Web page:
Invitation to a Beheading is Nabokov’s most artifice-saturated and technically sophisticated novel. Together with Dar (1937-1938, 1952; The Gift, 1963), the last of his Russian-language novels, it stands at the pinnacle of his Russian oeuvre. With his emigration from France to the United States in 1940, the trilingual Nabokov began writing only in English. Invitation to a Beheading is Nabokov’s earliest major statement of “the two-world theme” which underlies so much of his work. The gifted heroes in their wretched, illusory, fictional worlds sense, from intricate patterns around them, that an ideal and meaningful world exists, the world of the all-powerful author. The point of transition between the two worlds is death. Death is at the center of much of Nabokov’s writing, despite the fact that he is the author of two comic masterpieces, Lolita (1955) and Pale Fire (1962). The two-world theme, with its focus on death, extends from Invitation to a Beheading, written in 1934, to Nabokov’s last completed novel, Look at the Harlequins! (1974).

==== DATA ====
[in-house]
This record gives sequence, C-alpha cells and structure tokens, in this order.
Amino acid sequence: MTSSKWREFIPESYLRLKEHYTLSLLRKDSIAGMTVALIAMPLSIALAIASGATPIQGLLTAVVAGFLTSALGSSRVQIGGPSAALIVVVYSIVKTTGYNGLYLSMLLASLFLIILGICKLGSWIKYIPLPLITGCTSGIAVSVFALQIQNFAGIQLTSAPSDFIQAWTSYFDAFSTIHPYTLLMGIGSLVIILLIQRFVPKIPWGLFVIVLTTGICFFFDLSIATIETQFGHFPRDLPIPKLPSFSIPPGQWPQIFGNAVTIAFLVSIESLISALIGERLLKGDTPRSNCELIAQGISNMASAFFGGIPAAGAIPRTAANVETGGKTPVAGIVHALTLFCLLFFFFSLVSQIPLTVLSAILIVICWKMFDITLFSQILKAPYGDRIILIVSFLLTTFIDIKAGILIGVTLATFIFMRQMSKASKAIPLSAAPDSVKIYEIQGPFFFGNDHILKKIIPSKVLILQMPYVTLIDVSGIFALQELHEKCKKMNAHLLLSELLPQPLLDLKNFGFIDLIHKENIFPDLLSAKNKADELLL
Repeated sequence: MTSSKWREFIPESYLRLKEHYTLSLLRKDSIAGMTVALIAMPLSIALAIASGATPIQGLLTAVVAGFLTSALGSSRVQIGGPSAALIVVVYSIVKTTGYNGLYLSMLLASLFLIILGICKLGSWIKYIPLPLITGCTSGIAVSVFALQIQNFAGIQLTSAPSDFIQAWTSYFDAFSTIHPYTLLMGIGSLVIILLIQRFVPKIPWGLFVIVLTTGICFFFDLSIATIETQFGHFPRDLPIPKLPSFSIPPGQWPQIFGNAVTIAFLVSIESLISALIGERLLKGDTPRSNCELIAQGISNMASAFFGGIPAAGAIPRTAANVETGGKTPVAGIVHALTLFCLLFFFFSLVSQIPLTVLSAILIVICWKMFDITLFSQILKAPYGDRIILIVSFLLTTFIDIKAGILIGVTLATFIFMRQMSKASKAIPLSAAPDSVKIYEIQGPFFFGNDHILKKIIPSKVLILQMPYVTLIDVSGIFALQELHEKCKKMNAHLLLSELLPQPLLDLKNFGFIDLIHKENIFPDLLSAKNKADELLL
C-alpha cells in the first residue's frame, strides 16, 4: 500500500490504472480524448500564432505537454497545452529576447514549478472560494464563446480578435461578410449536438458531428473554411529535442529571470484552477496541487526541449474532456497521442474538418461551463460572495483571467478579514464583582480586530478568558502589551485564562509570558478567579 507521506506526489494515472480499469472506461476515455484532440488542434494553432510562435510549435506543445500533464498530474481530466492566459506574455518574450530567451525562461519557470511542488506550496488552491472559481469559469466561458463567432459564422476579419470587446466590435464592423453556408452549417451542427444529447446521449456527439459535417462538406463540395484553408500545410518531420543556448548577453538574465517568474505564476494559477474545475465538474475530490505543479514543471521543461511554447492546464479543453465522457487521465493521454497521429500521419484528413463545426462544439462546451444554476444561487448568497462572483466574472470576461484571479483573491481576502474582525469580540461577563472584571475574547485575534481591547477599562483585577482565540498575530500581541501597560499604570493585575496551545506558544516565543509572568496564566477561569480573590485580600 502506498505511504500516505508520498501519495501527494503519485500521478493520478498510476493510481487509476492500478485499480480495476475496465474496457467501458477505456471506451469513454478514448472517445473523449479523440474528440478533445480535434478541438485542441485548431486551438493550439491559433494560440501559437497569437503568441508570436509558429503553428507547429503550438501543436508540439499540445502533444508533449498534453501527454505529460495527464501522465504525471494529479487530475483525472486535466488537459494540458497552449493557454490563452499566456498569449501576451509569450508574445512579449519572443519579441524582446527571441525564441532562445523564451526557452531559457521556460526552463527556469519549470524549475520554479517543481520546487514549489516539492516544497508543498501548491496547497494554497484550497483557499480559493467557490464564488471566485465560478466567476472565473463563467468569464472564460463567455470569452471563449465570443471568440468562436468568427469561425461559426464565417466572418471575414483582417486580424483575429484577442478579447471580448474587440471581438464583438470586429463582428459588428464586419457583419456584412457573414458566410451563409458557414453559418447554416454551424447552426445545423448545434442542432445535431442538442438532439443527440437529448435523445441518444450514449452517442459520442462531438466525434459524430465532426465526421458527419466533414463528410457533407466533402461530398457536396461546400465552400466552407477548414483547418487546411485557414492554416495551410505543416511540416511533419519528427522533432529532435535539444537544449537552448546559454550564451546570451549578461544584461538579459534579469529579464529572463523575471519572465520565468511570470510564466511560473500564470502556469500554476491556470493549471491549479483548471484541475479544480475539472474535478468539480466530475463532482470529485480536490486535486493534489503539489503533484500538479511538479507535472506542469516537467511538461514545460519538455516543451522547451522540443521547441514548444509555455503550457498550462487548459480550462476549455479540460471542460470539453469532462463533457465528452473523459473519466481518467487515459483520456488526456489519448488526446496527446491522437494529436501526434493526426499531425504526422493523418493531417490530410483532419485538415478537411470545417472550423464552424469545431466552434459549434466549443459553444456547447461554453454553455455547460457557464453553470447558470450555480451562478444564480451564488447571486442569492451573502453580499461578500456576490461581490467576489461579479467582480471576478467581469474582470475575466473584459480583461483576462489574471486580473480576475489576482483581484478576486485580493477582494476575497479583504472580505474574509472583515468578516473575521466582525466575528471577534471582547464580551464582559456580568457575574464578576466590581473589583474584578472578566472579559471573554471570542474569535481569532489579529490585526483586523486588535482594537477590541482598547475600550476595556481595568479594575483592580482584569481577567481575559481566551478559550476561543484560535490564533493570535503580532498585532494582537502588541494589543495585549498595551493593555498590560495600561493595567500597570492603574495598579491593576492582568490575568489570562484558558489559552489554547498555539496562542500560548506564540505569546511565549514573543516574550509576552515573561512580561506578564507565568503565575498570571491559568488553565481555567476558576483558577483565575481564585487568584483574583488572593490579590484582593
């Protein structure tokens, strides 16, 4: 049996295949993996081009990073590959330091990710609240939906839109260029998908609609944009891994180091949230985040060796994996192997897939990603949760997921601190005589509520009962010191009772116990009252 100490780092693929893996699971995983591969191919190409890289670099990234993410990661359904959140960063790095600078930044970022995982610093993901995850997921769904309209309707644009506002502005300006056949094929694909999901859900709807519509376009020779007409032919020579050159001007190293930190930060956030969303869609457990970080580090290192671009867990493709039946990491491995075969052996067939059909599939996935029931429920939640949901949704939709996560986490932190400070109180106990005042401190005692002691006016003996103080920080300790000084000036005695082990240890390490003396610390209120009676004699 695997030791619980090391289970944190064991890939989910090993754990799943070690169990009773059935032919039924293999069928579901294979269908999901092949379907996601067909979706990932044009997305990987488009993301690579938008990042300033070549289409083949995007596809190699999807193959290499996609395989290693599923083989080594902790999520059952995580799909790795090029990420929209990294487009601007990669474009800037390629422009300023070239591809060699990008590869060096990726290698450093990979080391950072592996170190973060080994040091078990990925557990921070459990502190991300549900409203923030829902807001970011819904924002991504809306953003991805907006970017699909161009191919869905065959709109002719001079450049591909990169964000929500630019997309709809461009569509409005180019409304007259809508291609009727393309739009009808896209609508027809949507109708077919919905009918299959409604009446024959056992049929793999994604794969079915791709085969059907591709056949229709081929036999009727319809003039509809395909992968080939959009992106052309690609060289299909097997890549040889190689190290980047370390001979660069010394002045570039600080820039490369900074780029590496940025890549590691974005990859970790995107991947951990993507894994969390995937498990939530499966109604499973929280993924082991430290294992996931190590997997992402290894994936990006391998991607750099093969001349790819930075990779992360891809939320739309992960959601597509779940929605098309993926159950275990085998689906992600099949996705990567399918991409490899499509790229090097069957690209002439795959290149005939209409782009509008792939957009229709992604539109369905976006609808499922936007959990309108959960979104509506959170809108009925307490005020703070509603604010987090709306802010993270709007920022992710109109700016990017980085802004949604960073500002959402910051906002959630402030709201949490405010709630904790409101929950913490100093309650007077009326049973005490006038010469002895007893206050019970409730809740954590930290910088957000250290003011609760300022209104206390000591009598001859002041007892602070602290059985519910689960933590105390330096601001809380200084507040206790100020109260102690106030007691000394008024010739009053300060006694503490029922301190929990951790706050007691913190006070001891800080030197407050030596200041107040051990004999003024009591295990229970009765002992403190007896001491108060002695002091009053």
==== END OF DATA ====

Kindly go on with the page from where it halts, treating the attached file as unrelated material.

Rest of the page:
Vladimir Nabokov’s fiction is a unique literary phenomenon. An absolute master of two languages, he made contributions to both Russian and English literature that place him among the greatest literary figures of the twentieth century.